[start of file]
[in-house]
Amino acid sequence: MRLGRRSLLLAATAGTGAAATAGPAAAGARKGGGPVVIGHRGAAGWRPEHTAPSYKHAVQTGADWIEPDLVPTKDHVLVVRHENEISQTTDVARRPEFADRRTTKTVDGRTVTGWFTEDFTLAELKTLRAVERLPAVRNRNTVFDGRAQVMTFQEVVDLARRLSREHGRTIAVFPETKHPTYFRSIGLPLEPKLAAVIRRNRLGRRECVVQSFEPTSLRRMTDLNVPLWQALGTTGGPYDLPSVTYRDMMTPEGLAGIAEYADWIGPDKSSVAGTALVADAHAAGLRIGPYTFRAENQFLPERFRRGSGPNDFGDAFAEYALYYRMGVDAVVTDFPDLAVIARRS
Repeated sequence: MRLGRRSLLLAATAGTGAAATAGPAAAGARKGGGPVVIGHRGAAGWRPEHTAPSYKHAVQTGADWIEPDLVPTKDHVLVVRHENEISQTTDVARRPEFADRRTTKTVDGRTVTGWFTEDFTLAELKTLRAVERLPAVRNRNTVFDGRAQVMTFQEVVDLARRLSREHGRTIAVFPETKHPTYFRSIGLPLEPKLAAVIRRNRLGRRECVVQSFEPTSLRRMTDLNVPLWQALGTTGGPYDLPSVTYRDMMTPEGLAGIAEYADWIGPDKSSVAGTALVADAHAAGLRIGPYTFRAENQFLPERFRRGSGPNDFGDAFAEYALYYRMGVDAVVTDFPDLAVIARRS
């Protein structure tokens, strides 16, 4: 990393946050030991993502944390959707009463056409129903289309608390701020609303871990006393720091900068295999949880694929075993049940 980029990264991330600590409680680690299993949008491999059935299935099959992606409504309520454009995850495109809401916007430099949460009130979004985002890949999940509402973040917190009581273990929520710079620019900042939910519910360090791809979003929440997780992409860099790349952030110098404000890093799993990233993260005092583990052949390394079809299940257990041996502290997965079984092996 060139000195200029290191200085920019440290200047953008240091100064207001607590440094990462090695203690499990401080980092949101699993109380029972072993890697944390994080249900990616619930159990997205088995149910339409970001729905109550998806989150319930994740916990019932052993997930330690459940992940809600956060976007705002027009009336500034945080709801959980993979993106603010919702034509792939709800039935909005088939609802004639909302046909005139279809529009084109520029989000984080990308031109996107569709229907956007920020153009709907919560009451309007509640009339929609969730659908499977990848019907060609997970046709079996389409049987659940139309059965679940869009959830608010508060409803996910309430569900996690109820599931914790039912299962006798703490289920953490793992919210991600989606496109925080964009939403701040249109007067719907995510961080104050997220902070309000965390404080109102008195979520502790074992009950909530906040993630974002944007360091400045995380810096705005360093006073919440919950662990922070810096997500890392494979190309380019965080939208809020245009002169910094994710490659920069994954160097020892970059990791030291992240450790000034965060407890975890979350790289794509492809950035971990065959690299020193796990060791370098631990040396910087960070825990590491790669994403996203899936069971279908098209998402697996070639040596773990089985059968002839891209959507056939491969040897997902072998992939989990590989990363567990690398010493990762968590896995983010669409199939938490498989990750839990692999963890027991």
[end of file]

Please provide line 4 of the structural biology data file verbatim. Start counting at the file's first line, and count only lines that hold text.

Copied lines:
């Protein structure tokens, strides 16, 4: 990393946050030991993502944390959707009463056409129903289309608390701020609303871990006393720091900068295999949880694929075993049940 980029990264991330600590409680680690299993949008491999059935299935099959992606409504309520454009995850495109809401916007430099949460009130979004985002890949999940509402973040917190009581273990929520710079620019900042939910519910360090791809979003929440997780992409860099790349952030110098404000890093799993990233993260005092583990052949390394079809299940257990041996502290997965079984092996 060139000195200029290191200085920019440290200047953008240091100064207001607590440094990462090695203690499990401080980092949101699993109380029972072993890697944390994080249900990616619930159990997205088995149910339409970001729905109550998806989150319930994740916990019932052993997930330690459940992940809600956060976007705002027009009336500034945080709801959980993979993106603010919702034509792939709800039935909005088939609802004639909302046909005139279809529009084109520029989000984080990308031109996107569709229907956007920020153009709907919560009451309007509640009339929609969730659908499977990848019907060609997970046709079996389409049987659940139309059965679940869009959830608010508060409803996910309430569900996690109820599931914790039912299962006798703490289920953490793992919210991600989606496109925080964009939403701040249109007067719907995510961080104050997220902070309000965390404080109102008195979520502790074992009950909530906040993630974002944007360091400045995380810096705005360093006073919440919950662990922070810096997500890392494979190309380019965080939208809020245009002169910094994710490659920069994954160097020892970059990791030291992240450790000034965060407890975890979350790289794509492809950035971990065959690299020193796990060791370098631990040396910087960070825990590491790669994403996203899936069971279908098209998402697996070639040596773990089985059968002839891209959507056939491969040897997902072998992939989990590989990363567990690398010493990762968590896995983010669409199939938490498989990750839990692999963890027991």